--Congress led by Newt Gingrich and the President got into a battle and the government shut down for 27 days at the end of 1995 and the beginning of 1996.  As usual, the media made the Republicans out to be the bad guys, and the Republicans caved.

11) Mobsters John Gotti vs. Sammy the Bull Gravano
--Gotti is the head of the Gambino crime family, and is a media whore who becomes popular until he is brought down by his second in command, Sammy the Bull Gravano.

12) New York City is rescued by Rudy Giuliani
--When Giuliani is elected as Mayor of New York City, crime was at an unbelievable high of  2,200 murders a year.  He implemented a no tolerance policy.  The # of murders per year was 2, 245 in 1990, and by 2010 it had dropped to 536.

--Two very popular Tv shows took place in New York City in the 90's.  Seinfeld is regarded as pre-Giuliani New York City, and Friends is post-Rudy.

13) Howard Stern--Father of a VERY Dysfunctional Family

14) Homosexuality comes out of the closet
--Roseanne and Ellen have gay people coming out of the closet.  The horrific murder of Matthew Shephard who was gay also takes place and gives rise to hate crimes laws.

15) Macarena song takes the country by storm
--Everyone is dancing the macarena.  It helped bring out Latino singers such as Jennifer Lopez and Ricky Martin.

16) The Internet
--Who knew when this was invented in 1991 (not by Al Gore ;-)) how much it would change our daily lives.  There was confusion on how to use it until Google comes on the scene and gives people an easy way to search the internet.

17) The OJ Simpson car chase, trial and verdict
--91% of Americans watched the verdict live.  It was the country's own version of a soap opera.  And one of the biggest miscarriages of justice.  The message was, if you have enough $, you can get away with murder.

Part One: Great Expectations

Tuesday, October 07, 2014

Church of Lies--A Review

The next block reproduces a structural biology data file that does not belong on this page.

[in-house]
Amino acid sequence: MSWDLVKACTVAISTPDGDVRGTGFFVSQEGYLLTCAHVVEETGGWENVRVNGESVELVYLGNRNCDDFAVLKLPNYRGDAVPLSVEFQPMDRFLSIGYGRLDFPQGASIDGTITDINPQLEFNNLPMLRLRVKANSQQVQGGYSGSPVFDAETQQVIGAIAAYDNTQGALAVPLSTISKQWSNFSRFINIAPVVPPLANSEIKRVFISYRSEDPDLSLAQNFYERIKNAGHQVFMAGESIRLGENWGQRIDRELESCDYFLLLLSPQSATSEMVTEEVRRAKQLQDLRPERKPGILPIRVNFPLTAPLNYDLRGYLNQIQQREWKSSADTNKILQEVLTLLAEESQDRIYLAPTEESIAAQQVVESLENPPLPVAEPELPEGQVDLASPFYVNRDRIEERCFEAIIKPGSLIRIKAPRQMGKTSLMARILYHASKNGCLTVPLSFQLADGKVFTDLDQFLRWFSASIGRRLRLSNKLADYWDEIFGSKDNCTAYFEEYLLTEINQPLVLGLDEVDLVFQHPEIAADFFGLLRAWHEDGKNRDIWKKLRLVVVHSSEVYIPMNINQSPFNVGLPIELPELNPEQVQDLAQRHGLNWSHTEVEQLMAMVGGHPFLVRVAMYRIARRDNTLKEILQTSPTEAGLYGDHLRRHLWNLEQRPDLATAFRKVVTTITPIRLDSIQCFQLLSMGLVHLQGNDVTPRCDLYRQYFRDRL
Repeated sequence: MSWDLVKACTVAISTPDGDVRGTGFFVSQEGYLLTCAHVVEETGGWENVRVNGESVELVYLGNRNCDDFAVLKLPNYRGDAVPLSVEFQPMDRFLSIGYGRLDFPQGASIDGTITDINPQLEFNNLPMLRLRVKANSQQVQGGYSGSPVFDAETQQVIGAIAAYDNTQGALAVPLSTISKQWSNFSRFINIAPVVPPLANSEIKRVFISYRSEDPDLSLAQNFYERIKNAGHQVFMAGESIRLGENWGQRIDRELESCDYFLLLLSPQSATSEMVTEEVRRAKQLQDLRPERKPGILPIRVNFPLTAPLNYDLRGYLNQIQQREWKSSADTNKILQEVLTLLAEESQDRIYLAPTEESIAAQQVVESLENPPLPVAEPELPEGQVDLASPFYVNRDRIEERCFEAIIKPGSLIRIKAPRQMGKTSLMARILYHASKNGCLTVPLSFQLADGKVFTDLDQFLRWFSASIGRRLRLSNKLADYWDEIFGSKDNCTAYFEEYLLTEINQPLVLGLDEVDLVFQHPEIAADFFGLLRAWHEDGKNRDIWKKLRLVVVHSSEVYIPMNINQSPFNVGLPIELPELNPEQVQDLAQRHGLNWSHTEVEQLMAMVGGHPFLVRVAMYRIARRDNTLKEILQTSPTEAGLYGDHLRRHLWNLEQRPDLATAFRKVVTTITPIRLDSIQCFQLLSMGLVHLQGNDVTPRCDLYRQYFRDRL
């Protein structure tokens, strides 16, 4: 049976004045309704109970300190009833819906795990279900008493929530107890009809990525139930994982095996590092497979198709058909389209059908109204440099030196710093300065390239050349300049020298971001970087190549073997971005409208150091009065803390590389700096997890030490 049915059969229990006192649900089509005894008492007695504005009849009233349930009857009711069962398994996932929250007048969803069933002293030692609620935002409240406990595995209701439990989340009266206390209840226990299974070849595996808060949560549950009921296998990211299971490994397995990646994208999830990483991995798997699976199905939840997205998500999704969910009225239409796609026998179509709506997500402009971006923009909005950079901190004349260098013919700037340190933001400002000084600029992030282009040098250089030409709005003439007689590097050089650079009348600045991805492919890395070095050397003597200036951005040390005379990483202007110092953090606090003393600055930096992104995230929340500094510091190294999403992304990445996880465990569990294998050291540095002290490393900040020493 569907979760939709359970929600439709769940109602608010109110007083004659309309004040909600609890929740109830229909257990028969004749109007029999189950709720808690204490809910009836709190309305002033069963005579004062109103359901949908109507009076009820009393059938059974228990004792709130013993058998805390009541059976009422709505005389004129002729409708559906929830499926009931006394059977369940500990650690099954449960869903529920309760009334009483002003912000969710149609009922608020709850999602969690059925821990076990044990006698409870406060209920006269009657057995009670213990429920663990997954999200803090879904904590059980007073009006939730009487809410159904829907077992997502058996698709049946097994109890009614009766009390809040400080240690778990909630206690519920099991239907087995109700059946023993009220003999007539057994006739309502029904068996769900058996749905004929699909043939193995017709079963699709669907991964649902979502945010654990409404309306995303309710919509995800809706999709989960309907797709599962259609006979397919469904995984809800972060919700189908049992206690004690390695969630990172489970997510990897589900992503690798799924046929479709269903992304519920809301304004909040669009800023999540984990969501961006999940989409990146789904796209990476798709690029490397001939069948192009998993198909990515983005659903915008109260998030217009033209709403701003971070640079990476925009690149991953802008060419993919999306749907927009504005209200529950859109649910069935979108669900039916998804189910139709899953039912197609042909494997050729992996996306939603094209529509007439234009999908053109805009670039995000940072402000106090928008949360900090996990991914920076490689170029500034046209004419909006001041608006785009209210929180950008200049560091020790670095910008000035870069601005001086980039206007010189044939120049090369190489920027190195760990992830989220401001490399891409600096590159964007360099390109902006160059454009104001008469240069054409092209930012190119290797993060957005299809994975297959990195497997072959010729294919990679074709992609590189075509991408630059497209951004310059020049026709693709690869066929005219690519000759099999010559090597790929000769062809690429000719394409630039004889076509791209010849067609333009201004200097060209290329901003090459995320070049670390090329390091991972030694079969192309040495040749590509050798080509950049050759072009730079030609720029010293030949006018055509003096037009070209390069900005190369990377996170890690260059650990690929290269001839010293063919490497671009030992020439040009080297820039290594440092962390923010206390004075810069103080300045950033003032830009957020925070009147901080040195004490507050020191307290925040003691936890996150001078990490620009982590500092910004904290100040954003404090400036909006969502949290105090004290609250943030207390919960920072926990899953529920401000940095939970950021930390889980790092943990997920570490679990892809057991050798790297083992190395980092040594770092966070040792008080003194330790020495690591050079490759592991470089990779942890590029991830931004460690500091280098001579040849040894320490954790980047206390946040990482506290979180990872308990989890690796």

It's amusing how many people now want to take credit for the fall of Warren Jeffs.  It's a seductive story.  Everybody wants to be seen as the hero...

But Flora Jessop--well, she's the real McCoy--one of the original warriors and genuine heroes.  In fact, in many ways, Flora Jessop and a childhood friend of hers from Colorado City are truly Arizona's Founding Mothers of this hard-fought, human rights revolution.  A campaign that had to overcome more than a half-century of institutionalized neglect and indifference on the part of Utah and Arizona officials before a man like Warren Jeffs could finally be brought to justice.

There are people who might dispute that claim--but I would argue that they are people who either don't really know the story or are lying to cover their own asses.--Mike Watkiss
--After reading Carolyn Jessop's two books, Escape and Triumph, about the abuse in the FLDS polygamous cult, I decided I wanted to learn more.

--Flora Jessop is Carolyn Jessop's cousin, since most of the FLDS community are related to each other.  Flora escaped long before Carolyn, while she was still a teenager.  Flora was being sexually assaulted by her father from a very young age.  She tried to escape numerous times before she was eventually successful.

--Flora's book details her early childhood, her escape from the FLDS cult and her struggle to live a normal life afterwards.  She eventually finds peace and a good life in the outside world.  It is then that she begins to help many other women and teenagers who want to escape from the FLDS as well.

--The more I learn about the FLDS cult, the more like the mob they seem.  They indoctrinate, brainwash and abuse their members in order to keep them imprisoned.  They don't want you to escape to tell the truth, so they manipulate and try to control your every move.  If you do escape, they hunt you down and try everything in their power to force you to return.

--The women that are able to escape intact, are some of the bravest and most courageous warriors I have ever seen.

--Flora Jessop is the Executive Director of The Child Protection Project, which is an amazing organization helping many escape their lives of abuse in the FLDS.

--To this day, Jessop continues to fight for victims of abuse, wherever they may be.  As Mike Watkiss says, she is one of the "original warriors and genuine heroes" of this movement.

Monday, October 06, 2014

American Sniper

--I remember the first time I saw Chris Kyle on O'Reilly's show, I was impressed.  I immediately wrote down his book and put it on my Goodreads list.

--Tragically, after being a Navy Seal and the most successful sniper in American military history, he was killed by another soldier he was trying to help who suffered from PTSD.

--I have since bought Kyle's book and was very excited to see that they have made a movie about him starring Bradley Cooper.  The movie has the same title as his book, American Sniper.  It comes out in December.  I will be one of the first in line to see it.

--I am a big Bradley Cooper fan, so I'm glad that he is playing Kyle.  And to add icing to the cake, Clint Eastwood is the director.

--I have 3 months to get the book read before the movie.  I'm looking forward to it.

Sunday, October 05, 2014

The 90's: The Last Great Decade? Part 1: Great Expectations